European Union Environment Ministers today endorsed a proposal to let EU governments restrict or prohibit cultivation of individual genetically modified crops at national or regional level for non-scientific policy reasons. The proposal will now be considered by the European Parliament and is expected, if adopted, to enter into force in late 2014 or during 2015.
Never mind that GM crops are virtually non-existent in Europe outside of Spain and Portugal, where they have been growing for more than 10 years and providing economic and environmental benefits to farmers and society alike. Never mind that Monsanto and other companies that sell GM crops have publicly stated their intention not to try to sell any new biotech seeds in Europe anytime soon.
The proposal makes clear that some EU member states’ objections to GM seeds are purely political and not scientific. It gives Member States that oppose GM cultivation the ability to restrict or prohibit cultivation on non-scientific grounds such as “Public Policy”, “Town and Country Planning” or “Socio-Economic Impacts”. Previously a ban could only be based on new scientific evidence, making it difficult for Member States wishing to introduce bans on scientific grounds that were rejected by the European Food Safety Authority. It is an ironic endorsement of the safety record of GM crops over more than two decades that the EU is proposing now to create a new, specifically non-scientific policy to allow its Member States to restrict or prohibit GM technology in their national territories.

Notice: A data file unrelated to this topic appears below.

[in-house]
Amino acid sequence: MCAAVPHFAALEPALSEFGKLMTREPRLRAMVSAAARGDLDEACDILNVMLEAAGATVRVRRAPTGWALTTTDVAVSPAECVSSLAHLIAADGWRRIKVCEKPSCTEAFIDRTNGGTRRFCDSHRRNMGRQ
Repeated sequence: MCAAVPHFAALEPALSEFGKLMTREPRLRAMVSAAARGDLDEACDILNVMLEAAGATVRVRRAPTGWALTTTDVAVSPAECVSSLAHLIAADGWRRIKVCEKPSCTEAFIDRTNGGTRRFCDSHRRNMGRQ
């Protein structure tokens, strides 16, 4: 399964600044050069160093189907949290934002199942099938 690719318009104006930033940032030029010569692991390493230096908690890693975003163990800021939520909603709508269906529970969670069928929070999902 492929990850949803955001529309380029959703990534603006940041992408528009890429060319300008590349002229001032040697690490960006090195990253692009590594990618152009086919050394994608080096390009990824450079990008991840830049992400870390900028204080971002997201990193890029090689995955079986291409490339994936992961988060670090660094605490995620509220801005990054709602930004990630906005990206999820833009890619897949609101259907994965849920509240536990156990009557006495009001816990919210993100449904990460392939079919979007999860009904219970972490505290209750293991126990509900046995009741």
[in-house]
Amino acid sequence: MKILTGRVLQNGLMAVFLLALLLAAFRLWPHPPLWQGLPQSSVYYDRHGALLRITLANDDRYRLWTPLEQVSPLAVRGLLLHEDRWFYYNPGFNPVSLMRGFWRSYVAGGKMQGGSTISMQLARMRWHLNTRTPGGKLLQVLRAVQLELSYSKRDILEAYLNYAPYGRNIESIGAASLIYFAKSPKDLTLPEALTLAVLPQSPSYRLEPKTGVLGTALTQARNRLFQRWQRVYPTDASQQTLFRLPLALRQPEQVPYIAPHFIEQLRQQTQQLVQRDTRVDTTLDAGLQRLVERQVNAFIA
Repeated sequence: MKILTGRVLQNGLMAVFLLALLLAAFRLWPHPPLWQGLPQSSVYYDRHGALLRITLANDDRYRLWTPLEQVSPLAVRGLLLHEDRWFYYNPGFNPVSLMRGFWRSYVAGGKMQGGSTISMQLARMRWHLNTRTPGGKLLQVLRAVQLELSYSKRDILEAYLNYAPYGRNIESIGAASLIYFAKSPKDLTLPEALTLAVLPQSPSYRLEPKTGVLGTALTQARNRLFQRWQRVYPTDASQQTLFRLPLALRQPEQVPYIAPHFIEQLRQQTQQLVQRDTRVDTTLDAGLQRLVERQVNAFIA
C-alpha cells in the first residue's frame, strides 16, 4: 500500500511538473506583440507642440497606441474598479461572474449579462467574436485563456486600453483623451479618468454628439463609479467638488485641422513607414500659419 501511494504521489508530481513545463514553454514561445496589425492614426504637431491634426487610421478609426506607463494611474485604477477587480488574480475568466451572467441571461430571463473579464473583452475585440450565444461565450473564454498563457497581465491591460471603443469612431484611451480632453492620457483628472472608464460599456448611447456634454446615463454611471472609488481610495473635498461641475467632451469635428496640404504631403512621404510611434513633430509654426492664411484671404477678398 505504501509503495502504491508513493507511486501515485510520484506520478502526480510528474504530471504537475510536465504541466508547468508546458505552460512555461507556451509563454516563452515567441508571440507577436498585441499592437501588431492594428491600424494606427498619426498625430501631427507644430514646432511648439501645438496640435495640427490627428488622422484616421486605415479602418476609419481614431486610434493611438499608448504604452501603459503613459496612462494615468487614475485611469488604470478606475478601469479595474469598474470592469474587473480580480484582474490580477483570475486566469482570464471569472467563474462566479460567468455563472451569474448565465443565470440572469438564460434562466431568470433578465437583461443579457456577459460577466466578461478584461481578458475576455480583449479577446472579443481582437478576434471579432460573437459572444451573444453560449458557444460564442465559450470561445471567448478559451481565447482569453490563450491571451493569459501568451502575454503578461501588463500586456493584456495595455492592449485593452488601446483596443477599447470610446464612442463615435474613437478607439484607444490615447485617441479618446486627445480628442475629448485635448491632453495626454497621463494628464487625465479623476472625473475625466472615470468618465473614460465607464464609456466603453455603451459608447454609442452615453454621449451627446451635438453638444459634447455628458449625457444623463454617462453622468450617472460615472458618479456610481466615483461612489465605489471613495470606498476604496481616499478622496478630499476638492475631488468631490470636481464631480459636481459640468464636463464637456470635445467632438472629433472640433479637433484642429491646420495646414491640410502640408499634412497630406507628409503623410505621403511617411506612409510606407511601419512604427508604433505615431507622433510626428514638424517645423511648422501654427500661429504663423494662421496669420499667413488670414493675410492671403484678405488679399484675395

Even the French Agriculture Ministry, which is no big fan of GM crops, recently felt the need to issue a report stating that, contrary to popular belief, GM seeds had “not caused any of the announced health disasters. Today, no serious scientific study confirms these fears” and “GMOs could be useful in the fight against hunger.”
The EU’s move would be tragic-comic if it didn’t send such a bad signal to the rest of the world that it’s okay to ignore science and ban things for populist purposes.
Some stakeholders have suggested that the ability of EU Member States to restrict or prohibit the cultivation of varieties developed with GM technology on political grounds will lead to a more rational European debate on GMOs by allowing countries that want to move ahead and use it to do so. It is suggested this “unblocking” of the debate may create opportunities for Member States who wish to use GM technology and innovation in agriculture without interference from other Member States which historically have been determined to stop its use and prohibit choice. In reality, the proposed law is unlikely to have the desired effect because it provides no stable regulatory framework for investments because it allows Member States complete flexibility to “opt-in” and “opt-out” of cultivation at any time.
Monsanto’s business in Europe will continue to invest for the long term to support our European customers with innovative tools to help them grow more, better and more affordable food with less scarce resources. Monsanto has only one GM product in Europe, MON810 maize, which represents less than 1% of our sales in the region. We have no plans to introduce any other GM products for cultivation in Europe in the near future.
We will continue to review the regulatory environment in coming years both at a European level and at the national level. However, if enacted as currently drafted, this proposal is likely to reinforce the grounds for our already announced decision of investing in GM technology in regions other than Europe.
Monsanto recognizes that we need to do more to communicate about the science and technology we work with and build understanding with the wider public beyond our customers. Making agriculture more sustainable is an important goal for society globally and we firmly believe that science, innovation and the private sector have important roles to play. It’s sad to see that the EU is ambling in the opposite direction.